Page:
- The Washington Times - Wednesday, December 1, 2004

Rock ‘n’ roll envoy

The Hungarian ambassador is a rock ‘n’ roll diplomat who believes that the music of the Beatles, the Rolling Stones, the hard-pounding Ramones — the big stars who played to packed stadiums, as well as the unknown garage bands who played for themselves — helped liberate Eastern Europe.

As a child in Hungary in the 1960s, Ambassador Andras Simonyi listened to the forbidden music on Armed Forces Radio, the British Broadcasting Corp. or any scratchy broadcast that penetrated the Iron Curtain.

“Rock and roll was the means of communication for me to the free world. It didn’t matter whether the communists built walls, they couldn’t stop the music,” he said.

Mr. Simonyi recalled Hungary under communism as a “dark, sad, unfree country” where “I built my own, little world, and rock and roll was my world.”

Mr. Simonyi, who has spoken on the subject at the Rock and Roll Hall of Fame and Museum in Cleveland, hosted a discussion on rock music as a “force for freedom” at a forum last month at the Hungarian Embassy.

His guest of honor was Tommy Ramone, the last surviving original member of the Ramones, the group that in the 1970s sought to return rock to its origins, only louder and faster.

Mr. Ramone, whose real name is Tamas Erdelyi, was born in Hungary and came to the United States with his parents in 1956, during the ill-fated uprising against communism.

He said he remembered as a 6-year-old in Budapest seeing a movie about the “decadence of the West.”

“It showed teenagers going crazy over this boogie-woogie music,” Mr. Ramone said. “I said, ‘Boy that’s good music. How can you get that music?’”

In Hungary, Mr. Simonyi took up the electric guitar and formed a band, called the Heavy Levy Marklin Blues Band.

“I really wanted to be a musician,” he said, adding that he eventually went to college and became a diplomat.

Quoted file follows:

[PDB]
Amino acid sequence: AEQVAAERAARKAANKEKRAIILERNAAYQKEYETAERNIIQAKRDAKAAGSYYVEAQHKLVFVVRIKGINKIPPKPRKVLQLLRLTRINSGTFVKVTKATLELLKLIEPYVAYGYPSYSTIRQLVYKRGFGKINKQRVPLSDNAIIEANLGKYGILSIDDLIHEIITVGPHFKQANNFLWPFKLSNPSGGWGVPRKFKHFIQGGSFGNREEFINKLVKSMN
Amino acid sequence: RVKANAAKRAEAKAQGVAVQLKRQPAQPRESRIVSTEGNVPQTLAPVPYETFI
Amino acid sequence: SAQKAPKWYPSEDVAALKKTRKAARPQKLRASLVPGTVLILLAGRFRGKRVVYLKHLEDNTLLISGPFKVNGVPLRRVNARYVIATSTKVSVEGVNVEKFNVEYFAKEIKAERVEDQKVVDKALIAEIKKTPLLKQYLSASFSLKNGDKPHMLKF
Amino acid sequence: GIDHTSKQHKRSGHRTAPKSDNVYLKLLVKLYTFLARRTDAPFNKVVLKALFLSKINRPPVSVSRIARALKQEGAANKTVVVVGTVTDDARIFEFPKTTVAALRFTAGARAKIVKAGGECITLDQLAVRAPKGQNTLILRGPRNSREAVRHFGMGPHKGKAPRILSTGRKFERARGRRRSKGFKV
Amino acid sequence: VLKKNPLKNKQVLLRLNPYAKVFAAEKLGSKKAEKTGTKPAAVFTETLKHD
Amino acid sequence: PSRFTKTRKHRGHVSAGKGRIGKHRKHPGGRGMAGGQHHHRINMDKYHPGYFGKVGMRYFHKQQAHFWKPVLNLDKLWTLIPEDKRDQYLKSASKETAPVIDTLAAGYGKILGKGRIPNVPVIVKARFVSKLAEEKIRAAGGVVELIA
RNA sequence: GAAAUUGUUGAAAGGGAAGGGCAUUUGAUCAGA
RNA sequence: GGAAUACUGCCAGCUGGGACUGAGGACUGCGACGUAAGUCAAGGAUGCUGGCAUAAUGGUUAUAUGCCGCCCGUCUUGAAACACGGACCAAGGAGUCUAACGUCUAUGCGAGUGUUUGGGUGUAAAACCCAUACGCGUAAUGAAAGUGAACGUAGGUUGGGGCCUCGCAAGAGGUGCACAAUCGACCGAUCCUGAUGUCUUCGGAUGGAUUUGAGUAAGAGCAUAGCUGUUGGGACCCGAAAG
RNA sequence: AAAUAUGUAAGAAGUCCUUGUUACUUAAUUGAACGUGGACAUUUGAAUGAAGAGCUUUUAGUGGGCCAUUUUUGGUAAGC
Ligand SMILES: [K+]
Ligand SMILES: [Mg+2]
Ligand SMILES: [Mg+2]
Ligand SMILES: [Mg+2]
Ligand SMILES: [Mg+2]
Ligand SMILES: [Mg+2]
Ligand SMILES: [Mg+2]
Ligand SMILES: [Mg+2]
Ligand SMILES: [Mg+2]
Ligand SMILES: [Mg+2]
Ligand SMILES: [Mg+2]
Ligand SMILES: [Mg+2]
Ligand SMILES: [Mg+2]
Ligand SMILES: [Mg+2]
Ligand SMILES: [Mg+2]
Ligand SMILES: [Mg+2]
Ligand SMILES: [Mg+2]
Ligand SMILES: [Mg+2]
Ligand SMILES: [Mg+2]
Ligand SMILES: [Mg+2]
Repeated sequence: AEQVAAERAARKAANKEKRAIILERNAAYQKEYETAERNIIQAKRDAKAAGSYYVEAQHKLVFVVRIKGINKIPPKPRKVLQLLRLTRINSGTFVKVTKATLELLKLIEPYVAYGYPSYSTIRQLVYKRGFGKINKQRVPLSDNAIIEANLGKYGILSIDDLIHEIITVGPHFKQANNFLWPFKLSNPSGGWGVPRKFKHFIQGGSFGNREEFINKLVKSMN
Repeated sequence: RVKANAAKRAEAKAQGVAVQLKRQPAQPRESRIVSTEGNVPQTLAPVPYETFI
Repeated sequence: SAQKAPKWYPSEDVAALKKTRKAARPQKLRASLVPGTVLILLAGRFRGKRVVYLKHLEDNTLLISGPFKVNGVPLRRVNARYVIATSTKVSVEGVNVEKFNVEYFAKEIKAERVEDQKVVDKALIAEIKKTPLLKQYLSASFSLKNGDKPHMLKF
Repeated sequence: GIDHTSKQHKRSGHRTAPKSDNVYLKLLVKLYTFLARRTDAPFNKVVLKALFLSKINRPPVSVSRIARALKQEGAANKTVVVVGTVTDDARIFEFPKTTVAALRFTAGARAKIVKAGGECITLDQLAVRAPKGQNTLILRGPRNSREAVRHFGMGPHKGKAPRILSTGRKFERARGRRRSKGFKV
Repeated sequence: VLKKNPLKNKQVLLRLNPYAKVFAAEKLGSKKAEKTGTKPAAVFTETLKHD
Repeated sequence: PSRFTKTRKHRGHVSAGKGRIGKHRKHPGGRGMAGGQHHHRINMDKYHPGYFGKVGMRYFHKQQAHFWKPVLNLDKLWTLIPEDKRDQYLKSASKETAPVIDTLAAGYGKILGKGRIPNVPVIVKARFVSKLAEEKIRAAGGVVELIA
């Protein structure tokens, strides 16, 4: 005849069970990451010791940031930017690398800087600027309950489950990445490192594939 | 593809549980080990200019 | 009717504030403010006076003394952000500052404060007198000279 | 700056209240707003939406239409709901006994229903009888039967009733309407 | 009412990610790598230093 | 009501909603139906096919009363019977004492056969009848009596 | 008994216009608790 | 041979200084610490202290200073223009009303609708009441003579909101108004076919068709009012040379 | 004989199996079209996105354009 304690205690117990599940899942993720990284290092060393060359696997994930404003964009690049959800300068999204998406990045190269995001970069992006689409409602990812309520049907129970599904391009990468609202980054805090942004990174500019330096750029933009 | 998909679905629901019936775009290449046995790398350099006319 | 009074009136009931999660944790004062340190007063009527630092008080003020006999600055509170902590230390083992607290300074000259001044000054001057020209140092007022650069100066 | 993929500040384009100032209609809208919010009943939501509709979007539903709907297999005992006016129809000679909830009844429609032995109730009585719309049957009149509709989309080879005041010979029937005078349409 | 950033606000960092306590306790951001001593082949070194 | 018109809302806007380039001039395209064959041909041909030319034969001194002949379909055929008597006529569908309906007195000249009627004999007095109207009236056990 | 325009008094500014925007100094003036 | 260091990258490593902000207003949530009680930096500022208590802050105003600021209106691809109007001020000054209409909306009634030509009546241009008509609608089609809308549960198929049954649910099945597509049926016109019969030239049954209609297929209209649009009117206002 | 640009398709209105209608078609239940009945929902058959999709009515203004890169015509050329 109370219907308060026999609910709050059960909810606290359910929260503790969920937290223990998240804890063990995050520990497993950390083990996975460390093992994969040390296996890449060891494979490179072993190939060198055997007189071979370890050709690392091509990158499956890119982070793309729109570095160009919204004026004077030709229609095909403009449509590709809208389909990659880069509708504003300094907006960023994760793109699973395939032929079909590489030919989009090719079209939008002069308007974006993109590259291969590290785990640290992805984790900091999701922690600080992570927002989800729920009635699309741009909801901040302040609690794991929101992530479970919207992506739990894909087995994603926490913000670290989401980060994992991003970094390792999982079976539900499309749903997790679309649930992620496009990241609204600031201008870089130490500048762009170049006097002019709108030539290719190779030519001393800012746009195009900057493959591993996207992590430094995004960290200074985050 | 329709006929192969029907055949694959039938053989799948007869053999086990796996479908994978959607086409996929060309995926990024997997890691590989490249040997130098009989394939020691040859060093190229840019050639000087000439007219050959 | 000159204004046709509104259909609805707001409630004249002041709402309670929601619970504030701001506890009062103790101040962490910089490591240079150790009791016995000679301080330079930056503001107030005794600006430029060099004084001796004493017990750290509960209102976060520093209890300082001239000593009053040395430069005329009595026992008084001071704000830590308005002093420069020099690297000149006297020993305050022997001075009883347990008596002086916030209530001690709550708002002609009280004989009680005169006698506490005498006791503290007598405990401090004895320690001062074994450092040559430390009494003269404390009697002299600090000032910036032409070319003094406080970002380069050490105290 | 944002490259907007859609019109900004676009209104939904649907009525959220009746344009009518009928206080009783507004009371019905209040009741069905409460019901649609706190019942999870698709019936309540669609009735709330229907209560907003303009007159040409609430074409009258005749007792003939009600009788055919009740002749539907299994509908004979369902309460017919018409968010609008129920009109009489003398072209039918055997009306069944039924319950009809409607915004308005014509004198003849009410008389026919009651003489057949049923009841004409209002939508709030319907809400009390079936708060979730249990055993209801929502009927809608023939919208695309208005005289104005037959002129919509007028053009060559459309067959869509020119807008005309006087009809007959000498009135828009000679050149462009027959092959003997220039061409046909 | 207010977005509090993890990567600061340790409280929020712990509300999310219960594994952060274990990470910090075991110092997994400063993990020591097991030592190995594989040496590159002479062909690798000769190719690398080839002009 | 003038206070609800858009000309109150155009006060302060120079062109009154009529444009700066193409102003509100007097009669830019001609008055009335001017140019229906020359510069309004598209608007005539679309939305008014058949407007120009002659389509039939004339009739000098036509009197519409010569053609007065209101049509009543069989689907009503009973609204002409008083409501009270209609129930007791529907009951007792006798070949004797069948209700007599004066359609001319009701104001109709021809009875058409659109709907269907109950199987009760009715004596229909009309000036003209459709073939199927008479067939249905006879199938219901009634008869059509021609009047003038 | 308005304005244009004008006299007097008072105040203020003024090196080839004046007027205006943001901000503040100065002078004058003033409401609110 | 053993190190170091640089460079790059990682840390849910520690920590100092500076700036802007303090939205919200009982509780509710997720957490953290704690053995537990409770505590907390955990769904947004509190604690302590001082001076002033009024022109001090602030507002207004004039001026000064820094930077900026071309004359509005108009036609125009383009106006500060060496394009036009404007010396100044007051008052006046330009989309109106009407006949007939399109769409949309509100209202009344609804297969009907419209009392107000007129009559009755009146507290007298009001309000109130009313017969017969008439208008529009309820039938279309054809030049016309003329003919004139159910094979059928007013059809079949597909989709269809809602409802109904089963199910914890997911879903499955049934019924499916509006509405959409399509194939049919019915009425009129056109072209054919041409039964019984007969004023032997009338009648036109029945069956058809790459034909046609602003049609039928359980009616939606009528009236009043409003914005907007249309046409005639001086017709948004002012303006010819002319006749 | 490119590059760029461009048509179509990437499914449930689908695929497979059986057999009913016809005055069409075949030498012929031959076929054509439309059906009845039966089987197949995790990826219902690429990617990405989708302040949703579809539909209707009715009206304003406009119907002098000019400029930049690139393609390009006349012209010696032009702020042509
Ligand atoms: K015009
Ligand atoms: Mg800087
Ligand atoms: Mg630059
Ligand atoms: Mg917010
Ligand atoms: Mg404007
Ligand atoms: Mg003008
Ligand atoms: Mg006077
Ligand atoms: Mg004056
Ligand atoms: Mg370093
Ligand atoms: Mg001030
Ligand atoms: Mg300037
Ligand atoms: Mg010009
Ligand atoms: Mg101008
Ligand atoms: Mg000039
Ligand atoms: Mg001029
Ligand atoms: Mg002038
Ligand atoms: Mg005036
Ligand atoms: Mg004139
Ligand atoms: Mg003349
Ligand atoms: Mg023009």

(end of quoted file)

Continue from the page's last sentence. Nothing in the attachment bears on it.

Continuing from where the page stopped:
However, he never gave up the guitar. After the discussion on rock, the ambassador played with Mr. Ramone, who sang, and Chuck Young of Rolling Stone magazine, who moderated the forum and played bass.

The drummer was Alexander Vershbow, the U.S. ambassador to Russia who first played with Mr. Simonyi when both were ambassadors to NATO.

Mr. Vershbow, who was in Washington for meetings at the State Department, said he has been playing drums since he formed a band at Yale University.

“We were paid in beer,” he said.

Mr. Vershbow still drums occasionally with big band orchestras in Moscow.

Swedes in Texas

Texans will soon hear a Swedish accent on the streets of Houston when the Swedish Embassy opens its first consulate general in the Lone Star State.

Swedish Ambassador Jan Eliasson said the consulate general will formalize Sweden’s outreach to the American South.

“The Southern part of the United States is a vibrant and dynamic area with strong links to Sweden,” he said.

“The new Swedish Consulate General in Houston has an important mission in creating even stronger interaction between the United States and Sweden in several fields, ranging from trade and investments to scientific and cultural exchanges.”

Thomas Ostros, Sweden’s minister for industry and trade, said the United States is Sweden’s largest export market.

“This is why we are investing in yet another presence in one of its main growth regions,” he said.

Sweden has consulates general in New York and Los Angeles and an honorary consulate general in Detroit.

Sweden exported more than $12 billion in goods to the United States in 2003, an increase of 11 percent from the previous year. The United States exported more than $3 billion in goods to Sweden last year.

Call Embassy Row at 202/636-3297, fax 202/832-7278 or e-mail jmorrison@washingtontimes.com.

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